Flashcards in CAL - fluid therapy Deck (31):
Fluids appropriate for volume resuscitation in severe/ decompensated hypovolaemic chock
- Hypertonic (7%) saline
- Synthetic colloid
*** (FIRST CHOICE) Hartmann’s solution (Lactated Ringer’s solution or Compound Sodium Lactate) ****
- 0.9% saline.
Why is hartmann's usually preferable to saline?
it is slightly more physiological and less likely to contribute to acid-base abnormalities (e..g hyperchloraemic metabolic acidosis)
An hour after isotonic crystalloid fluid, how much fluid will remain in intravascular space?
only 25% (the rest will be in the interstitium)
How does body try and recover lost blood?
- splenic contraction
- movement of extravascular fluid into intravascular space
- release of ADH (retention of fluid and Na)
- other homeostatic mechanisms
What happens if fluids are given slowly?
- they won't increase intravascular volume but will replace lost extravascular fluid (i.e. how to address dehydration)
Bolus rate of fluids for hypovolaemia
a 10, 20 or 30 ml/kg bolus over 15 minutes and then reassess.
Rate of insensible losses
1-3ml/kg/hr depending on size (less for larger dogs). Affected by if V/D, panting etc
When do you stop fluid therapy?
once eating or drinking
How to assess a patient for dehydration
- complete PE (especially indicators of interstitial hydration))
Laboratory finding ssuggestive of dehydration
- haemoconcentration findings (increased haematocrit)
- increased TP
- but in isolation cannot establish hydration status - look at PE
CS dehydration status
No CS detectable
Dehydration of what severity may manifest with signs of hypovolaemia?
severe dehydration (>12%)
CS - dehydration of 5-6%
subtle loss of skin elasticity
CS - dehydration of 6-8%
- definite prolongation in return of skin to normal position
- slight CRT prolongation
- possible dry MM
- eyes possibly sunked inorbits
CS - dehydration of 8-10%
- tented skin stands in place
- dry MM
- eyes sunken into orbits
CS - dehydration of >10%
- may manifest signs of shock (more common in cats)
- prolonged CRT
Appropriate fluids - dehydration
any balanced crystalloid:
- 0.9% saline
- Hartmann's (LRS or CSL)
Tx - dehydration
- rehydrate over 24-48 hours
- only if concurrent hypovolaemia (i.e. dehydration >10%) should you give a fluid bolus
- otherwise CRI
- if eating/drinking normally, no additional fluids
- fluids SC is an option but not in one tx
How much fluids SC do cats tolerate?
no more than 100-120ml/tx as painful/uncomfortable
Equation for calculating fluid deficit
Fluid deficit = dehydration deficits + maintenance + on-going losses
Dose - maintenance fluid requirement
Define sensible losses
a measured amount of fluid loss (e.g. urine output). Can range from 27-40ml/kg/day. Can be quite high for animals with severe PU. Potentially fluid losses via vomiting can also be estimated.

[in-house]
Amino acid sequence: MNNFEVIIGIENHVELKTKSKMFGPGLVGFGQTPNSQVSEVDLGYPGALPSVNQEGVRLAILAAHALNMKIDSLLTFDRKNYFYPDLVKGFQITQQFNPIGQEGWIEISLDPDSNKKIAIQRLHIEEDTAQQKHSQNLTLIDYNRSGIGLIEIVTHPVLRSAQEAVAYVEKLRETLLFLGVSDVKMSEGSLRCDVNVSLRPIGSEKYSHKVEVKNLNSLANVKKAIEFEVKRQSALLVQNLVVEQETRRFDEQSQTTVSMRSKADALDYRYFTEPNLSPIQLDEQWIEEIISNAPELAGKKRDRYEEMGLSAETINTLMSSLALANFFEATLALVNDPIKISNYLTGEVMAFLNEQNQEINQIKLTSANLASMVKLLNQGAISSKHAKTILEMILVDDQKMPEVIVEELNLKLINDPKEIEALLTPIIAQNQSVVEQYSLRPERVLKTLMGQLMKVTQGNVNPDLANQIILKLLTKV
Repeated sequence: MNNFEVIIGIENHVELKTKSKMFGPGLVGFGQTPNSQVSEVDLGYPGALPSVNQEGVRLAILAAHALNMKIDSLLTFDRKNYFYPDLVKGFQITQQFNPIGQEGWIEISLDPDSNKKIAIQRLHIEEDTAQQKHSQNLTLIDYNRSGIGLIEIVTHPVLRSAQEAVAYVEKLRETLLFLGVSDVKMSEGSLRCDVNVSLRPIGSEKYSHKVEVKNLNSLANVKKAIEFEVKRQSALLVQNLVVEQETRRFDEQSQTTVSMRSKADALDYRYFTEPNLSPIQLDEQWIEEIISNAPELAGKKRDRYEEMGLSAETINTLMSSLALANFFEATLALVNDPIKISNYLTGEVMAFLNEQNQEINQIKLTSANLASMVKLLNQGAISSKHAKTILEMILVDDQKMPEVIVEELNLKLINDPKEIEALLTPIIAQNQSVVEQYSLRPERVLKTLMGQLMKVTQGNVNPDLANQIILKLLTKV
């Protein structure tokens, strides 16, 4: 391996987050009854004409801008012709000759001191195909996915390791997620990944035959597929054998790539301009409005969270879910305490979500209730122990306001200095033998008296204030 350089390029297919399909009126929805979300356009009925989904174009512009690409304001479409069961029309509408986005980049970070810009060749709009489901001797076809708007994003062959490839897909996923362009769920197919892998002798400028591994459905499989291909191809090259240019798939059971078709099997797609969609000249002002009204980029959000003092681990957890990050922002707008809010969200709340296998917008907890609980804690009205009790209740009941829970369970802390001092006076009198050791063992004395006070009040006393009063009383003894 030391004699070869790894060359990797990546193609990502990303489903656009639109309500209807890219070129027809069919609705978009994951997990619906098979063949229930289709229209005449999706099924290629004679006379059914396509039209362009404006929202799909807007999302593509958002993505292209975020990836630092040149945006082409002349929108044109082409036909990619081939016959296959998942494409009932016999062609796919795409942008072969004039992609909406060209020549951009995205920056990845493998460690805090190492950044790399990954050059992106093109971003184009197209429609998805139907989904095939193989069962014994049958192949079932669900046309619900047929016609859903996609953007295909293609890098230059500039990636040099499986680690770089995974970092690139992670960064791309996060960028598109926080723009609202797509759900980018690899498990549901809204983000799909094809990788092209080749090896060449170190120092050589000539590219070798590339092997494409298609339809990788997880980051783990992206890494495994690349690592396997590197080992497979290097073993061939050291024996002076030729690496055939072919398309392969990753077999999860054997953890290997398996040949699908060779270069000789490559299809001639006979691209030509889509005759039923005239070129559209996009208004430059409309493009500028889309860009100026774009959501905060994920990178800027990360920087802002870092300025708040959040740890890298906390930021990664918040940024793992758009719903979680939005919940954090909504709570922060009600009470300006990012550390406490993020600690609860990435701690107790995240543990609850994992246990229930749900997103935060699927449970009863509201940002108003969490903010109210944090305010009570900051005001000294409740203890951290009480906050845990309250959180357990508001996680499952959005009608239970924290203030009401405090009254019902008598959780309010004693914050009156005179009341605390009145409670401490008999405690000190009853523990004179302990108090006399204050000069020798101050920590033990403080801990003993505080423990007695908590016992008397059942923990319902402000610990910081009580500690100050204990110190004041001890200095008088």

Define insensible fluid losses
faecal, cutaneous and respiratory losses. Ranges from 10-20ml/kg/day, higher in dogs with excessive panting
Findings suggestive of over-hydration
Chemosis, Gelatinous skin, Jugular venous distension, Weight gain, Tachypnoea/dyspnoea, Serous nasal discharge
Differentiate dehydration and hypovolaemia
- HYPOVOLAEMIA: decease in circulating blood volume which requires immediate tx
- DEHYDRATION: loss of interstitial fluid volume without change in intravascular volume
CS - hypovolaemia
• Increased heart rate,
• Decreased pulse pressure
• Reduced jugular filling
• Increased respiratory rate
• Cold extremities
• Decreased urine output
CS - dehydration
• Prolonged skin tent
• Tacky mucous membranes
• Sunken eyes (rarely seen in adult horses)
Is it common for dehydration and hypovolaemia to co-exist?
Yes - in horses but not in small animals. They will co-exist in horses as the intersititial volume will be quickly moblised to replenish the intravascular volume.
Laboratory findings supportive of hypovolaemia and dehydration
• Haemoconcentration (increased PCV, TP) can support the assessment of dehydration, however, it cannot be used solely to determine hydration status. Animals that lose a great deal of interstitial fluid will invariably have haemoconcentration.
• The dehydration masks in this case a pre-existing hypoproteinaemia.
• Increased serum creatinine and BUN (decreased renal perfusion; pre-renal azotaemia)
• Increased USG
• Increased plasma lactate (decreased peripheral perfusion → decreased oxygen delivery to peripheral tissues → anaerobic glycolysis → increased lactate production)
What size catheter would you use in a horse for dehydration/hypovolaemia?
- a 10G or 12G over-the needle catheter. Aim = high flow rate (only possible if you minimise resistance to fluid flow - by increasing catheter radius)
- alternatively two 14-G catheters, one in R and L jugular veins